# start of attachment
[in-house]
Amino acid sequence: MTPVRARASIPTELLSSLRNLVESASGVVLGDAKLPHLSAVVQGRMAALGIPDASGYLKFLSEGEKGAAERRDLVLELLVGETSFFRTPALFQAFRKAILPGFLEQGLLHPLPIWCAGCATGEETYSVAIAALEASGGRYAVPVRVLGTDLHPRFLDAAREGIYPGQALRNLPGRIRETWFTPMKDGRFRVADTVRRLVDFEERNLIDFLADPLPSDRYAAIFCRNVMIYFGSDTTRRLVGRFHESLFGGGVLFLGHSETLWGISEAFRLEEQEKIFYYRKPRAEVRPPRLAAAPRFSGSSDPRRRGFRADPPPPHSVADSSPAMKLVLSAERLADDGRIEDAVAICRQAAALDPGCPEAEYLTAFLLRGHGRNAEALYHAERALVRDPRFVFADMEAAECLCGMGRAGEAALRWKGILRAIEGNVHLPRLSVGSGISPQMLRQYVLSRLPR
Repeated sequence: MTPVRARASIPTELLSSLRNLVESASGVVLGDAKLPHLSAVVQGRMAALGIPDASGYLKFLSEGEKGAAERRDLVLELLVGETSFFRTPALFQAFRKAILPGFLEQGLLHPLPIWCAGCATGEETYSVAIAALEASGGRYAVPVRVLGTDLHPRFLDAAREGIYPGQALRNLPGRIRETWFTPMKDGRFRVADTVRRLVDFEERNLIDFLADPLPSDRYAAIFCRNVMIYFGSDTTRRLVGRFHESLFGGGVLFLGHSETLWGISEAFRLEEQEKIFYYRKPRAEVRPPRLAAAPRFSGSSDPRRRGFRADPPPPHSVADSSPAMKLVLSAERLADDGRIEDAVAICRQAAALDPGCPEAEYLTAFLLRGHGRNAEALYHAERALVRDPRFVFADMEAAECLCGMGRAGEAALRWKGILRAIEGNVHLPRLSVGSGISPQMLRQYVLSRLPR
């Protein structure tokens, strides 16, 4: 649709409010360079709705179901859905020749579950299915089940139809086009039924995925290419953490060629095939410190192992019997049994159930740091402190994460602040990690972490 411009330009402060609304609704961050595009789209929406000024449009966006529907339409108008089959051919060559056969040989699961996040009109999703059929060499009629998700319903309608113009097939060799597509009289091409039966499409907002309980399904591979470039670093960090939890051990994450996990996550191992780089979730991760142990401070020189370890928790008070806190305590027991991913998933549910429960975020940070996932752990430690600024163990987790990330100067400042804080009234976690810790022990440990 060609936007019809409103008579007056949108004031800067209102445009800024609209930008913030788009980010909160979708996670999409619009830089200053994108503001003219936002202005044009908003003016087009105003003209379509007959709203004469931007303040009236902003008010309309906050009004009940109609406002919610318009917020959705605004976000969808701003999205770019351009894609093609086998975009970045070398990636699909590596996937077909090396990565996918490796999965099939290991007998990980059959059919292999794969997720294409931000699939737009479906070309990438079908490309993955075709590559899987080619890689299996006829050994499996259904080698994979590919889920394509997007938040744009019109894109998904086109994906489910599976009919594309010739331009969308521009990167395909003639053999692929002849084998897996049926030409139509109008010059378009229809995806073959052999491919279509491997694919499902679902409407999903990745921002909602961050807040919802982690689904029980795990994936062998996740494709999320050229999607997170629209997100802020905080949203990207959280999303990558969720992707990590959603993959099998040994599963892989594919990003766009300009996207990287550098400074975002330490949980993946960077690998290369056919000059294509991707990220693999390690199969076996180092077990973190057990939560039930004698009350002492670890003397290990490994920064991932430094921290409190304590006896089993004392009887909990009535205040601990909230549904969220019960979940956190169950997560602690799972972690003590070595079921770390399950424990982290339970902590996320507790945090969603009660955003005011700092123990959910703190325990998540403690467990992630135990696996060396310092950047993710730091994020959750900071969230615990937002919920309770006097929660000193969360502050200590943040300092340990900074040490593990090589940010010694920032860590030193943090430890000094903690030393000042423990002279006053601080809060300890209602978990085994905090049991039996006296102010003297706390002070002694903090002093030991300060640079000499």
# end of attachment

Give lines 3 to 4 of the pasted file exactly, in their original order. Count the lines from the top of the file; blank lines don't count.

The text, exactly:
Repeated sequence: MTPVRARASIPTELLSSLRNLVESASGVVLGDAKLPHLSAVVQGRMAALGIPDASGYLKFLSEGEKGAAERRDLVLELLVGETSFFRTPALFQAFRKAILPGFLEQGLLHPLPIWCAGCATGEETYSVAIAALEASGGRYAVPVRVLGTDLHPRFLDAAREGIYPGQALRNLPGRIRETWFTPMKDGRFRVADTVRRLVDFEERNLIDFLADPLPSDRYAAIFCRNVMIYFGSDTTRRLVGRFHESLFGGGVLFLGHSETLWGISEAFRLEEQEKIFYYRKPRAEVRPPRLAAAPRFSGSSDPRRRGFRADPPPPHSVADSSPAMKLVLSAERLADDGRIEDAVAICRQAAALDPGCPEAEYLTAFLLRGHGRNAEALYHAERALVRDPRFVFADMEAAECLCGMGRAGEAALRWKGILRAIEGNVHLPRLSVGSGISPQMLRQYVLSRLPR
């Protein structure tokens, strides 16, 4: 649709409010360079709705179901859905020749579950299915089940139809086009039924995925290419953490060629095939410190192992019997049994159930740091402190994460602040990690972490 411009330009402060609304609704961050595009789209929406000024449009966006529907339409108008089959051919060559056969040989699961996040009109999703059929060499009629998700319903309608113009097939060799597509009289091409039966499409907002309980399904591979470039670093960090939890051990994450996990996550191992780089979730991760142990401070020189370890928790008070806190305590027991991913998933549910429960975020940070996932752990430690600024163990987790990330100067400042804080009234976690810790022990440990 060609936007019809409103008579007056949108004031800067209102445009800024609209930008913030788009980010909160979708996670999409619009830089200053994108503001003219936002202005044009908003003016087009105003003209379509007959709203004469931007303040009236902003008010309309906050009004009940109609406002919610318009917020959705605004976000969808701003999205770019351009894609093609086998975009970045070398990636699909590596996937077909090396990565996918490796999965099939290991007998990980059959059919292999794969997720294409931000699939737009479906070309990438079908490309993955075709590559899987080619890689299996006829050994499996259904080698994979590919889920394509997007938040744009019109894109998904086109994906489910599976009919594309010739331009969308521009990167395909003639053999692929002849084998897996049926030409139509109008010059378009229809995806073959052999491919279509491997694919499902679902409407999903990745921002909602961050807040919802982690689904029980795990994936062998996740494709999320050229999607997170629209997100802020905080949203990207959280999303990558969720992707990590959603993959099998040994599963892989594919990003766009300009996207990287550098400074975002330490949980993946960077690998290369056919000059294509991707990220693999390690199969076996180092077990973190057990939560039930004698009350002492670890003397290990490994920064991932430094921290409190304590006896089993004392009887909990009535205040601990909230549904969220019960979940956190169950997560602690799972972690003590070595079921770390399950424990982290339970902590996320507790945090969603009660955003005011700092123990959910703190325990998540403690467990992630135990696996060396310092950047993710730091994020959750900071969230615990937002919920309770006097929660000193969360502050200590943040300092340990900074040490593990090589940010010694920032860590030193943090430890000094903690030393000042423990002279006053601080809060300890209602978990085994905090049991039996006296102010003297706390002070002694903090002093030991300060640079000499």